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Massive Problems at Southwest Airlines

Managements inability to manage has created scares, cancellations and labor instability

Brian Young's picture
Mar 06, 2019

I asked UCOMM’s Brian Young to do some research and write this piece up to give you the story behind the story about what is really happening at Southwest Airlines. Like me, you may personally know a Southwest customer whose flight has been delayed, or canceled, and of course, the true reasons for it remain unknown. You can only blame the snow so many times. The fact is Southwest was once a good company. Their previous President Herb Kelleher was a gem to work with. Since he left the company the new management style is almost Trump-esque. Management's inability to properly lead has created animosity amongst those who are charged with carrying some of our most precious cargo- our children; they have been forced to work in a hostile work environment. See for yourself in the piece below, we can’t make this stuff up. If you would like to send a message to Southwest, here is their email -Kris LaGrange

Southwest Airlines is suing its mechanic's union for doing their jobs too well. According to the lawsuit filed last week, the low-cost carrier was forced to delay or cancel hundreds of flights after mechanics began deeming planes unsafe to fly. The company claims that these delays cost the company millions of dollars.

The airline is claiming that mechanics doubled the number of out of service jets as a job action since the company has refused to settle a contract with the mechanics union, the Aircraft Mechanics Fraternal Association (AMFA), since 2012.

However, earlier in the month, the union alleged that supervisors at Southwest were pressuring mechanics to allow planes to fly even though they had issues that could put passengers at risk.

According to the union, this lawsuit comes after the company issued a “State of Operational Emergency” at a number of locations that weren’t getting aircraft back in service fast enough.  Even with this push to put planes that the mechanics had deemed unsafe back into service, the union has been unwilling to allow the company to push them around and risk the public’s safety.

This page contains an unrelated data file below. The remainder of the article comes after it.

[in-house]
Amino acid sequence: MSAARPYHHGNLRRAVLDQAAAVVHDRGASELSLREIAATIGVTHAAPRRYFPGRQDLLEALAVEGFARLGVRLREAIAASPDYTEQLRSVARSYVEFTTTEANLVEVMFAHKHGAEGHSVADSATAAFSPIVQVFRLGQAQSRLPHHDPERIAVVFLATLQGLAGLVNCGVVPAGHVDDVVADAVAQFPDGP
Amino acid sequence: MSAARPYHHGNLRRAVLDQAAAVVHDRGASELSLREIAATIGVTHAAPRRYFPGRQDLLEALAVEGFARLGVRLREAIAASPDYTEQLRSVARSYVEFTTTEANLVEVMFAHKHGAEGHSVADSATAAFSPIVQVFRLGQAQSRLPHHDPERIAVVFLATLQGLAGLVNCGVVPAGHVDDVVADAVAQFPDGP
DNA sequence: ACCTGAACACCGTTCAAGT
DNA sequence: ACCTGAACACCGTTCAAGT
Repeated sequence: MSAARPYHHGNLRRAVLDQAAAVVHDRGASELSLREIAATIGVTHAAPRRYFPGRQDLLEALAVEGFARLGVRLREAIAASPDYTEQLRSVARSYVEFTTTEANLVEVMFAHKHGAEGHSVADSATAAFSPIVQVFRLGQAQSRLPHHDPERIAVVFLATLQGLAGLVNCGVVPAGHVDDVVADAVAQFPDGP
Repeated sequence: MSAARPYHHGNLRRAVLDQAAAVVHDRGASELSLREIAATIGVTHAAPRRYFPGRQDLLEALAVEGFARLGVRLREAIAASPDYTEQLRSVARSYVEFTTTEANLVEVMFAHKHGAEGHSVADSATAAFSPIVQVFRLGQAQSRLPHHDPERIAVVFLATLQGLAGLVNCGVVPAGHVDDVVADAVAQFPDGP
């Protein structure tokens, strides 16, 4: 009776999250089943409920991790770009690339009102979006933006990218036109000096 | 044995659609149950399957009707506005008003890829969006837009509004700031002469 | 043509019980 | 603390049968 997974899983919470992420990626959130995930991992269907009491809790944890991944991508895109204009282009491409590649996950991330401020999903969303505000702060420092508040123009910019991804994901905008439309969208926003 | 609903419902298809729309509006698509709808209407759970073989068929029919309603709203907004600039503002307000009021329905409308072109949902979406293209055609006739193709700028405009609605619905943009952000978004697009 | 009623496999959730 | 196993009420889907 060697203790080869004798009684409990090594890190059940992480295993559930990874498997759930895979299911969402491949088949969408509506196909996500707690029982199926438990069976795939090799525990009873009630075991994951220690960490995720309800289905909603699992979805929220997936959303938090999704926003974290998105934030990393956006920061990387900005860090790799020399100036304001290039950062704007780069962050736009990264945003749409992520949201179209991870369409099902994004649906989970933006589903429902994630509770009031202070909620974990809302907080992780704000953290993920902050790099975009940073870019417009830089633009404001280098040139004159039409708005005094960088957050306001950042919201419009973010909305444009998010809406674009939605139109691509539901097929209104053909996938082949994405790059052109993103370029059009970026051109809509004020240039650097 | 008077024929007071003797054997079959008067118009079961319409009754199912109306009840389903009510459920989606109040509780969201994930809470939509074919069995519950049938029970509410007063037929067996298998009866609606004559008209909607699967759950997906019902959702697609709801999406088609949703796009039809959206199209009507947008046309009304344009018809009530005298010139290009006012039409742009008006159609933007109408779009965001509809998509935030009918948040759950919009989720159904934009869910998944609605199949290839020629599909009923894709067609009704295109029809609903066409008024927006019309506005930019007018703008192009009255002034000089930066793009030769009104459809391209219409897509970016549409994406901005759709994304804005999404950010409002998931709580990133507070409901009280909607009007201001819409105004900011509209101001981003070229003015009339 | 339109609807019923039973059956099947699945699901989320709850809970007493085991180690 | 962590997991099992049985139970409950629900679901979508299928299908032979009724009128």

“It is disturbing and extremely concerning that Southwest Airlines misunderstands the most fundamental duties and responsibilities of federally licensed airmen and the services that they provide to a point at which it spitefully sues their representative body in an attempt to suppress their mandated role,” said Brett Oestreich, the National Director of AMFA. “This legal attack on its own employees is unprecedented in the history of this Company. In the context of the so-called emergency – aimed only at AMFA – it seems clear that Southwest Airlines is sending a message to all its employees. The message to AMFA is, “we are going to attack your Union and force its demise.” AMFA is being made an example. Therefore, the messages for the other work groups on the property are, “you will be next, and “comply with Federal Aviation Regulations at your own risk.”

The mechanics have also gained support from the 10,000 member Southwest Airlines Pilot Association, which accused the company of creating "unnecessary fear and safety concerns in our passengers and the flying public." They also accused the company of playing hardball with the union so that they could outsource more mechanic work to unskilled, low-wage non-union companies.

With no contract and a pending lawsuit, Southwest travelers should expect even more delays over the coming weeks as mechanics working under labor unrest go over all of the 700+ planes with a fine tooth comb to ensure your safety in the air.

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